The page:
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Article Author – Olyvia Kwok Decani

Almost two years since the start of Covid-19, the art market is making a steady recovery and gallery sales were up 10% in the first half of 2021 according to the Art Basel and UBS Global Art Report.

Millennials have played a crucial role in helping the art world recover post-pandemic. The same report found that millennial buyers spent the most in the first half of 2021 – almost double that of Gen X and nearly four times that of Boomers.

In this article, we will discuss how the millennial age is driving sales in the art market, with expert insights from art collector and gallery owner Olyvia Kwok Decani.

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How Covid-19 Impacted the Art Market

The art market was hit particularly hard by the pandemic and many professionals were forced to close their art galleries to visitors for many months. This had a significant impact on revenue and profits within the art sector.

The good news is, artists and galleries found innovative ways to overcome the challenges brought on by Covid-19 and virtual auctions became hugely popular during the pandemic. For instance, London’s annual art auction was able to go ahead during lockdown thanks to virtual auction portals. Sotheby’s also hosted an art auction in the last quarter of 2020 that saw famous contemporary pieces being sold for over £1,000,000.

The art market adapted well to the pandemic and thrived despite the uncertainties. This was largely thanks to digital platforms. According to Olyvia Kwok Decani: “The art world no longer relies solely on a physical location, but on multi-channel platforms. This has been totally accelerated by the pandemic which has forced this shift to digital.”

The Art Market Has Become Digitally Savvy

Digital platforms played an essential role in helping the art market stay afloat during the Covid-19 pandemic. Online selling platforms made it possible for artists and galleries to promote and sell their pieces remotely. This meant collectors could continue investing in art while complying with the social distancing restrictions.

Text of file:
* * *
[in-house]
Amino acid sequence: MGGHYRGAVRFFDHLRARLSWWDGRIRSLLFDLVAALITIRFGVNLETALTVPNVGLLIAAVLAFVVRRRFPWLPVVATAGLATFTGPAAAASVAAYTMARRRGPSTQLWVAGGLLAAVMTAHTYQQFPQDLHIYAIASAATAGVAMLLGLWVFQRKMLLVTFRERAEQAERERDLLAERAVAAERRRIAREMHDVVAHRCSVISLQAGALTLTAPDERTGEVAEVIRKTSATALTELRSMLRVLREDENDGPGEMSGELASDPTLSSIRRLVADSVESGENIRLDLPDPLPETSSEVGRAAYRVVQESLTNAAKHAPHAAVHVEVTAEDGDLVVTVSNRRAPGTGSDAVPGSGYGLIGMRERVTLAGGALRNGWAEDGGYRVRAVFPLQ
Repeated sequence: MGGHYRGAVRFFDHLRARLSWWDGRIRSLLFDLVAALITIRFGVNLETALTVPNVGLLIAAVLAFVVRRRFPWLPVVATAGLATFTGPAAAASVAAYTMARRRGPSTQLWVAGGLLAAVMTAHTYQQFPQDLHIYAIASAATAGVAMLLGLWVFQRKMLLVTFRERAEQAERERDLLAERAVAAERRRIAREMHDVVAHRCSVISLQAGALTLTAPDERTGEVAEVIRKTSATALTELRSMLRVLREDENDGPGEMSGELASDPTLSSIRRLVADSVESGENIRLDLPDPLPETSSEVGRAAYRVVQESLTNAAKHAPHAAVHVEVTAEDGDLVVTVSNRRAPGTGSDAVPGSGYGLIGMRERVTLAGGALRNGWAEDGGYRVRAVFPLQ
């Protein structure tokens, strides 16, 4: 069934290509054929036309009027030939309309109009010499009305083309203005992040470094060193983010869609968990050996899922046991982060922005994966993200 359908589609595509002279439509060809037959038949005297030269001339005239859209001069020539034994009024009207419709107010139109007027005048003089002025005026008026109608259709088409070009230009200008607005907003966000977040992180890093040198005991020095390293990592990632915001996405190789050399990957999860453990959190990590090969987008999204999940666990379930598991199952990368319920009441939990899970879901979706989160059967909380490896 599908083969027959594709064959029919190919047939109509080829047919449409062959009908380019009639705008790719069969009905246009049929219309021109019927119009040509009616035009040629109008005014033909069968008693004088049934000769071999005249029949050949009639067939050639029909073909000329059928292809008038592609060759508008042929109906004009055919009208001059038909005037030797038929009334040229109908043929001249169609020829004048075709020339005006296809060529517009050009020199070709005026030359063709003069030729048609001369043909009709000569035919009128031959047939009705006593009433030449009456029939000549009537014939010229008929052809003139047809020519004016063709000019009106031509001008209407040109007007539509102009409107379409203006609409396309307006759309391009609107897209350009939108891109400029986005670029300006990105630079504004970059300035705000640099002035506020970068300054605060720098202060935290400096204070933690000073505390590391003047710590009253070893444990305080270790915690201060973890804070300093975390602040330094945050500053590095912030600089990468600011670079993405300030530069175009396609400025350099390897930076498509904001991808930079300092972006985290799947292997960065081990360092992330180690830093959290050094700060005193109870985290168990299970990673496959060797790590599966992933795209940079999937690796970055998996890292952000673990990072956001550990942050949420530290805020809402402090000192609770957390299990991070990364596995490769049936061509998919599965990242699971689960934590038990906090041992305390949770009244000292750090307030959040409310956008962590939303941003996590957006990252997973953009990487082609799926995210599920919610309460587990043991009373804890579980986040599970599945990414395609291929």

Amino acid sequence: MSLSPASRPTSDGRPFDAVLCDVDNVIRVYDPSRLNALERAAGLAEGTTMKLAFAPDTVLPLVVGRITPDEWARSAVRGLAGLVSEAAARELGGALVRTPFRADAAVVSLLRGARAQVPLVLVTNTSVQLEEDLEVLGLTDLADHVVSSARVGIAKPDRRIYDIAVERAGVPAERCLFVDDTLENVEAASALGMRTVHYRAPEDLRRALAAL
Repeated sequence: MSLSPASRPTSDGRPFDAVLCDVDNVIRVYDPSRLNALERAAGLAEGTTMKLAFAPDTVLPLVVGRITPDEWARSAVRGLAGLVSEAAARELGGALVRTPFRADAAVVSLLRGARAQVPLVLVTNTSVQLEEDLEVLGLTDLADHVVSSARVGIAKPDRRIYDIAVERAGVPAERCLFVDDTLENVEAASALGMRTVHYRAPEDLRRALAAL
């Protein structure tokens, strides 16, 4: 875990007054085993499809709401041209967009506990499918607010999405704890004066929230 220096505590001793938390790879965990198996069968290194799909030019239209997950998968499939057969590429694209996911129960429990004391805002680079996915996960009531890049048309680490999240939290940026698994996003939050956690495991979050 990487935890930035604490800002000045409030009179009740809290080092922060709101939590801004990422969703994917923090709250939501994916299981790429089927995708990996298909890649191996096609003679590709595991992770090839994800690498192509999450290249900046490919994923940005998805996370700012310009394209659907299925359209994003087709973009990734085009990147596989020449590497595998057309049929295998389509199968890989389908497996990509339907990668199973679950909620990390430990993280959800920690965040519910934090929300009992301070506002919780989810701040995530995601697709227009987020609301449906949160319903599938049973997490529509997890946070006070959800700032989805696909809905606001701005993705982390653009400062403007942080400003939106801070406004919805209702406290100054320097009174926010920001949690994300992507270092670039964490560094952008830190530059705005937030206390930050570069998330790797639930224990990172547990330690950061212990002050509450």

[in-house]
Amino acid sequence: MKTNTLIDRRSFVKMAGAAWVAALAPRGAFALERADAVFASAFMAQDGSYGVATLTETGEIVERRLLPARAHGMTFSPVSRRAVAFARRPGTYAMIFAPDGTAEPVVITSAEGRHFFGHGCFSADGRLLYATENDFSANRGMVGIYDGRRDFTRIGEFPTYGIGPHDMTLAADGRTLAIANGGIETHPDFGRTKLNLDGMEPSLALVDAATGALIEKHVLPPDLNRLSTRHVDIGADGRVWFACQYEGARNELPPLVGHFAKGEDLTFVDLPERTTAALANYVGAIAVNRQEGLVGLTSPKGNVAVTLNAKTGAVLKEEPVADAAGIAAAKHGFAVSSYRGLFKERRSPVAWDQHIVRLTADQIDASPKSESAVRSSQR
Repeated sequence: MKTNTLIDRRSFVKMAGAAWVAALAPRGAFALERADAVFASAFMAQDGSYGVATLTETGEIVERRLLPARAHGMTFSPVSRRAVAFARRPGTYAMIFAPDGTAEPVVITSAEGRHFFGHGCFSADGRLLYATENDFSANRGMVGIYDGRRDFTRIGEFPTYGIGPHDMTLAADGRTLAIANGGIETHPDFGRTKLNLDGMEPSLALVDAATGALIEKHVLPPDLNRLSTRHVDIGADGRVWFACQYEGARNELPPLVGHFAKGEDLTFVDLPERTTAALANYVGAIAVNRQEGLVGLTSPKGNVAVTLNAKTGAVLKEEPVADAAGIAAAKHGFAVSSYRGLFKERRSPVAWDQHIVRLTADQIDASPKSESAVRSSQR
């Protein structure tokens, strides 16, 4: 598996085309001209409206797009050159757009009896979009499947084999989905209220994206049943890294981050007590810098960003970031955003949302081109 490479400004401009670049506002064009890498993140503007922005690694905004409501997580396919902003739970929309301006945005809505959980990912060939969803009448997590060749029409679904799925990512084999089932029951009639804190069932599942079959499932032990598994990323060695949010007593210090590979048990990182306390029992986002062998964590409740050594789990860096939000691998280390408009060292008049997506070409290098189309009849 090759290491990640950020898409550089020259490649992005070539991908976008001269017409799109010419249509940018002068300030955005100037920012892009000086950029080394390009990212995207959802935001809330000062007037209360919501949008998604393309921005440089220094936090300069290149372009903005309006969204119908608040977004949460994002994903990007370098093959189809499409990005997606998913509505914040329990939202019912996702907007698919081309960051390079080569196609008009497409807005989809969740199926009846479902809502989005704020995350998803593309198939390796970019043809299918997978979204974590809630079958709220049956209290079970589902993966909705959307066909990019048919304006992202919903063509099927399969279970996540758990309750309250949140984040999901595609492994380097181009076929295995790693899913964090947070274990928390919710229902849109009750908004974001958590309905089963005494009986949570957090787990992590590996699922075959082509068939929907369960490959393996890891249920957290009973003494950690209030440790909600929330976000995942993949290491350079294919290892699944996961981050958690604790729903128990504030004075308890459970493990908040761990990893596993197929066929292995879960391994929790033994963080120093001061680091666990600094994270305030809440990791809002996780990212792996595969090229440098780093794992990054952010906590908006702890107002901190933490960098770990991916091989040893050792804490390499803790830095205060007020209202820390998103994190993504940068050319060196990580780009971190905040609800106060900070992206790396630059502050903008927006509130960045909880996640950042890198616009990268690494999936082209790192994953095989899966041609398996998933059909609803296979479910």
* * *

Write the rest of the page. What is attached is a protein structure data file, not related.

Embracing tech platforms has also helped the art market attract millennials and lead to an increase in digital art. Olyvia Kwok Decani explains how: “Social media has been a significant marketing tool for artists and galleries when it comes to appealing to the millennial audience – who tend to consume art via digital.”

Why Millennials Are Becoming More Interested in Art

Olyvia Kwok Decani describes how: “More and more people are seeing art as enjoyable assets. So this top tier will be very strong. There are also tons of new millennial collectors buying art and spending hundreds of thousands to be ‘part of the gang’. But at the same time, they seem to be driven by their own desires to help artists during the COVID pandemic.”

Millennials are also savvy investors who are not afraid to sell artworks. A study by the US Trust found that millennials are twice more likely than boomers to consider art as a financial asset and unlike older generations, they use digital tools to produce and consume art.

Millennials are becoming more interested in the art market and gaining enjoyment from purchasing and collecting pieces. Olyvia Kwok Decani points out that the “Art Basel and UBS Global Art Market Report highlighted that 21% of contemporary art collectors will be under 40 in 2022, and HNW millennials spend six times more on art than boomers – so this top tier will be very strong.”

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Macklowe Collection Auction

In November 2021, the Macklowe Collection gained an impressive $676 million at auction at Sotheby’s, making it the most valuable sale in the company’s history. This auction was the biggest test of the high-end art market since the start of the pandemic.

The art world was relieved at the outcome of the highly anticipated auction, which clearly demonstrates that high-end auctions are still attracting the same level of interest and excitement.

Olyvia Kwok Decani predicts that: “Sales will be strong in the May 2022 auction for Macklowe. There’s a lot of new money, from everywhere – the young crypto billionaires, old school capital markets – all willing to pay top dollar for quality pieces”


Reports show that millennials are the fastest-growing segment of art collectors, buying and spending more than any other segment in the market. The art market is becoming more digital-savvy and this is encouraging younger generations to take an interest in art as an investment.

It is clear that millennials will play an important role in helping the art market recover post-pandemic and thrive in the digital age.

Luke Hickman is a printmaker and artist with over 15 years of experience. He studied at Norwich University, graduating with a BA (Hons) Fine Art, and has worked in both the commercial printing and digital marketing industries for over 7 years. Luke's work revolves around the idea of creating art that can illustrate a story with topics covering war, politics and history.

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